Whereas emissions-technology approaches focus on reducing tailpipe emissions from conventional ICE (internal combustion engine) vehicles (via improved emissions equipment, reformulated gasoline, prewarmed catalytic converters, etc.), the alternative fuel vehicles strategy emphasizes a more radical step, the replacement of gasoline by other fuels. Major options discussed in the literature include ethanol, methanol, compressed natural gas, hydrogen fuel cells, electricity, and gasoline (or diesel)-electricity hybrids. In this paper, I concentrate on the last two of these options. Ethanol, methanol and compressed natural gas reduce some types of automobile emissions but increase others, so they do not offer an acceptable solution to the air quality problem. Vehicles using these fuels do have some potential role, e.g. delivery fleets using compressed natural gas, but a modest one. The hydrogen fuel cell solution is a very long-term approach; there are difficult technical problems, especially with regard to safety, and there are no plans for an infastructure supply network. It is probably not a feasible choice for meeting near-term ZEV mandates, although Daimler-Chrysler have announced plans to have a full fuel cell Necar-4 vehicle in limited production by 2004 (ISATA Magazine, June 1999). However, although the concept car runs on liquid hydrogen, the production vehicle will probably be powered by methanol. Nevertheless, given the tendency for technological and cost containment timetables to slip, we are safer with limiting the discussion to the EV (electric vehicle) and hybrid options.
Alternative fuel vehicles stand or fall from a marketing perspective on four legs: power, range, price and convenience (especially trunk and passenger room). Progress in electric vehicles has stalled because of all four problems: too little power, very limited range, too expensive, and insufficient space. The hybrids offer better prospects. The two hybrids that reached the U.S. market in the year 2000, the Toyota Prius and the Honda Insight, have both solved the range problem, with a range far greater than the typical ICE vehicle. The power (especially the torque) of both the Prius and the Insight is less than inspiring, although the Insight gets to 60 mph at a respectable 10.6 seconds on a full charge. R & D specialists are working hard on the power problem via more efficient SPUs (Surge Power Units), aerodynamic improvements, and weight reduction via lightweight materials, etc. A small SPU instead of a battery stack can help to cope with the space problem. The hope is that the economies of scale of mass production could dramatically bring down the price.11 These prospects led the Wall Street Journal to predict the death of the ICE within 20-30 years.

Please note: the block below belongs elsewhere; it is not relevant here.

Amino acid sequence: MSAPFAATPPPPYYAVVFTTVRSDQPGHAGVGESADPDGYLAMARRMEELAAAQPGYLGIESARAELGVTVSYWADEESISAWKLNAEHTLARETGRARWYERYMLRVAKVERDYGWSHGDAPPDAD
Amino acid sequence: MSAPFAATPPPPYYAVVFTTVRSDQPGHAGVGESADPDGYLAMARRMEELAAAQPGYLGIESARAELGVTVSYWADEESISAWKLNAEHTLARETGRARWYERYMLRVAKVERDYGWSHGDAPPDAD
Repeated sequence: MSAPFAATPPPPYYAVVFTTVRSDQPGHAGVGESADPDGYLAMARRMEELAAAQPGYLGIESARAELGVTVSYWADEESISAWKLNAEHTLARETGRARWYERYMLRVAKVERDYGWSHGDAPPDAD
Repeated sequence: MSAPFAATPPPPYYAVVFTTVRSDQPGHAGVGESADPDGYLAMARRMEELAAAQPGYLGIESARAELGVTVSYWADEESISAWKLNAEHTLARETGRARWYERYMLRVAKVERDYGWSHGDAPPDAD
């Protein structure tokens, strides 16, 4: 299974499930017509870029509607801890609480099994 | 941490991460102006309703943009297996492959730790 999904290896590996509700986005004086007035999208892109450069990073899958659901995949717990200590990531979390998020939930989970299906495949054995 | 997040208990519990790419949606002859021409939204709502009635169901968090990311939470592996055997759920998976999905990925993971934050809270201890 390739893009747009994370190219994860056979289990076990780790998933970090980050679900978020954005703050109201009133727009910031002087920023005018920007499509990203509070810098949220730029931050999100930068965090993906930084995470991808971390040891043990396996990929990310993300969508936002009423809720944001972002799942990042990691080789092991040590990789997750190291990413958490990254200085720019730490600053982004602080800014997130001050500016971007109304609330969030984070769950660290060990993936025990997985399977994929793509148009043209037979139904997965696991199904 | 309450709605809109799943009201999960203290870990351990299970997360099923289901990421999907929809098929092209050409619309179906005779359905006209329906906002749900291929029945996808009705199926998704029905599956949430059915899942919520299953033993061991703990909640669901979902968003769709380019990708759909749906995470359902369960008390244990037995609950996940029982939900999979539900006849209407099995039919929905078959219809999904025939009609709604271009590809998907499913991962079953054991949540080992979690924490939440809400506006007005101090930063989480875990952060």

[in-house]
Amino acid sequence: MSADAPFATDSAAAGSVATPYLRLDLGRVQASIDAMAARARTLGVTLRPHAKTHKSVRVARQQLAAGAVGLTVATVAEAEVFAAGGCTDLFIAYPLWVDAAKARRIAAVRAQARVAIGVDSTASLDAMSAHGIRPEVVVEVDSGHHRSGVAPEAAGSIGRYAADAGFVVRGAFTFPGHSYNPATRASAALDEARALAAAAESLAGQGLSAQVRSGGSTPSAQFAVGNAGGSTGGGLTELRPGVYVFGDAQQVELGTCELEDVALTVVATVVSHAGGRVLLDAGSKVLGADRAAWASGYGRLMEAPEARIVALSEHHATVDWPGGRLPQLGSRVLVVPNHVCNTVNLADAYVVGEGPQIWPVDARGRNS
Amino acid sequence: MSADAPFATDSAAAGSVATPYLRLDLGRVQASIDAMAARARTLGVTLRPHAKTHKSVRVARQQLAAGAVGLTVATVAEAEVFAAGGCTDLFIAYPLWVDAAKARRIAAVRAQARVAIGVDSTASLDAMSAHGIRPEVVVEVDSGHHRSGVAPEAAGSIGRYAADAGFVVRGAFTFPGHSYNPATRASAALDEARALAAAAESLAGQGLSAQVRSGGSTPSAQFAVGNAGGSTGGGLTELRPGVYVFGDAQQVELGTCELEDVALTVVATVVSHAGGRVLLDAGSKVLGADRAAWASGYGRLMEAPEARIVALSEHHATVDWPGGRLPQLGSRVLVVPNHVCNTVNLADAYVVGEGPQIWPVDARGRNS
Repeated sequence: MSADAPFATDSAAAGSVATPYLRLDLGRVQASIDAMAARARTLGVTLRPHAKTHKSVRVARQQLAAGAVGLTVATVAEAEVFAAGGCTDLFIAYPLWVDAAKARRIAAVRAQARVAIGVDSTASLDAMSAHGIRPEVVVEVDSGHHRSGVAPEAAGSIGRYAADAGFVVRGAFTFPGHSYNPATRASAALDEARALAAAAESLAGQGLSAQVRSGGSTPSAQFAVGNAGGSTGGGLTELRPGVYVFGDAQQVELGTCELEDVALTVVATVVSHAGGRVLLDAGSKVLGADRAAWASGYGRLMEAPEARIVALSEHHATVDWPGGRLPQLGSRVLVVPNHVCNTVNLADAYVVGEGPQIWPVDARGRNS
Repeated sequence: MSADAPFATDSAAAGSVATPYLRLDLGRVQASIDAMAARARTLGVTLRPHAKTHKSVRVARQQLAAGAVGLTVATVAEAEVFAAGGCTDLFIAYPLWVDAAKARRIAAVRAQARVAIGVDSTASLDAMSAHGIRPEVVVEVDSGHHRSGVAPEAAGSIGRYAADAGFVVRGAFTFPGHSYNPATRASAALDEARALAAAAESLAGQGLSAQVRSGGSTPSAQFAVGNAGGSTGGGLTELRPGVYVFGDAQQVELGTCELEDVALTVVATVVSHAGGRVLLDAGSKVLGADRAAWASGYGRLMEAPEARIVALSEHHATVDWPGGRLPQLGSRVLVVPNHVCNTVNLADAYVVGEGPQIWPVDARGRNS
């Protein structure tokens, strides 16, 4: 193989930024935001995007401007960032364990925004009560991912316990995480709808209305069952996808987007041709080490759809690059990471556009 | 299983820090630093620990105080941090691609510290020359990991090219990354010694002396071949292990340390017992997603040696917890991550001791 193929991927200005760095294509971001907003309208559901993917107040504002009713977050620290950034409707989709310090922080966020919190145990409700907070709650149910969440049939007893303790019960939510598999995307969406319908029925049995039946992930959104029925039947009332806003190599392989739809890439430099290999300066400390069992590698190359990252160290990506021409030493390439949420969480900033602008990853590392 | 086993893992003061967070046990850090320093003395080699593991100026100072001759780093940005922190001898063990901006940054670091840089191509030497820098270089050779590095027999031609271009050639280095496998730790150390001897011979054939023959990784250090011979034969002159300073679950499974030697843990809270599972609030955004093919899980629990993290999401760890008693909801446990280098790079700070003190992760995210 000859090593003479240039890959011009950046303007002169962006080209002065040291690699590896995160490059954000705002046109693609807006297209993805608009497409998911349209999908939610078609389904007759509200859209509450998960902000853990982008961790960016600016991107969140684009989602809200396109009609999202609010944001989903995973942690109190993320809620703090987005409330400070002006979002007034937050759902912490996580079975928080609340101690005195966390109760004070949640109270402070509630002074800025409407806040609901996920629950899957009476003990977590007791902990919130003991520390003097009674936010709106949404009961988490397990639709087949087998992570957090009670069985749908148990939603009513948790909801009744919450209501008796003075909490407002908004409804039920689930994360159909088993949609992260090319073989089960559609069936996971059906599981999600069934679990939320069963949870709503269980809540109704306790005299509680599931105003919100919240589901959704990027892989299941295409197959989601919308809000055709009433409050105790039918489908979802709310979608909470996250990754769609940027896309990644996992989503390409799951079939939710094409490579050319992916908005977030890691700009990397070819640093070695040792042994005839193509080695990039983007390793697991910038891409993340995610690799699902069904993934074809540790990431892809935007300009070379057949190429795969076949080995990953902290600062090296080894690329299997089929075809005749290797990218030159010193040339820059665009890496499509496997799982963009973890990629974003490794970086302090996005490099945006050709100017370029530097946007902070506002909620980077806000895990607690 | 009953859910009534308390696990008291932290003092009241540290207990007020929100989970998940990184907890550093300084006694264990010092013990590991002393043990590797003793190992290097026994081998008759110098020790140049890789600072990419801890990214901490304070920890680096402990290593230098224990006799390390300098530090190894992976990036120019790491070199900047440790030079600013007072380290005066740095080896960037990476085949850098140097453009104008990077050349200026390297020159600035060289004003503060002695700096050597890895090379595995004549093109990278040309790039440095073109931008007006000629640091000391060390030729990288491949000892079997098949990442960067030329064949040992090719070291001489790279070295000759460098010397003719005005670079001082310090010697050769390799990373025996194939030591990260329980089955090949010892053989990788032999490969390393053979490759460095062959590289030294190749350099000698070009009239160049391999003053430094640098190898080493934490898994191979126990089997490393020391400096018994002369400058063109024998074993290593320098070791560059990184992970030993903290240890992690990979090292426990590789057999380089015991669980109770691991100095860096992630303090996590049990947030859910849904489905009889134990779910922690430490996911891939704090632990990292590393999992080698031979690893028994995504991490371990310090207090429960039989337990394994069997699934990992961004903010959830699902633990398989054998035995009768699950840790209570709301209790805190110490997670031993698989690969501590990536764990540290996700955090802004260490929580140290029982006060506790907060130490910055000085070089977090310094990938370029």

It became clear that slow progress with battery technology development would undermine the market penetration of EVs when the California Air Resources Board (CARB) abandoned its 1998 ZEV mandate (a 2 percent share of total automobile sales in California from the leading seven automobile manufacturers) in 1996, although the more ambitious 2003 mandate (a 10 percent share) required 54,000 ZEVs to be sold (4 percent of the Big Seven's sales, after allowing for 6 percent SULEVs [super-ultra-low-emission] vehicles to be substituted for ZEVs). Achieving this goal would be highly problematic, and this might explain the 22,000 annual 2003 ZEV requirement voted on by CARB in September 2000. Even this is very ambitious, given that the number of electric cars on the road in California is not much more than 10 percent of the new 2003 target, and that the current world production of the Honda Insight (a car that does not even qualify for the ZEV mandate) is only 8,000 (one-half destined for the U.S.). However, other offsets are still being discussed so the 2003 mandate may be achievable via a variety of contributions.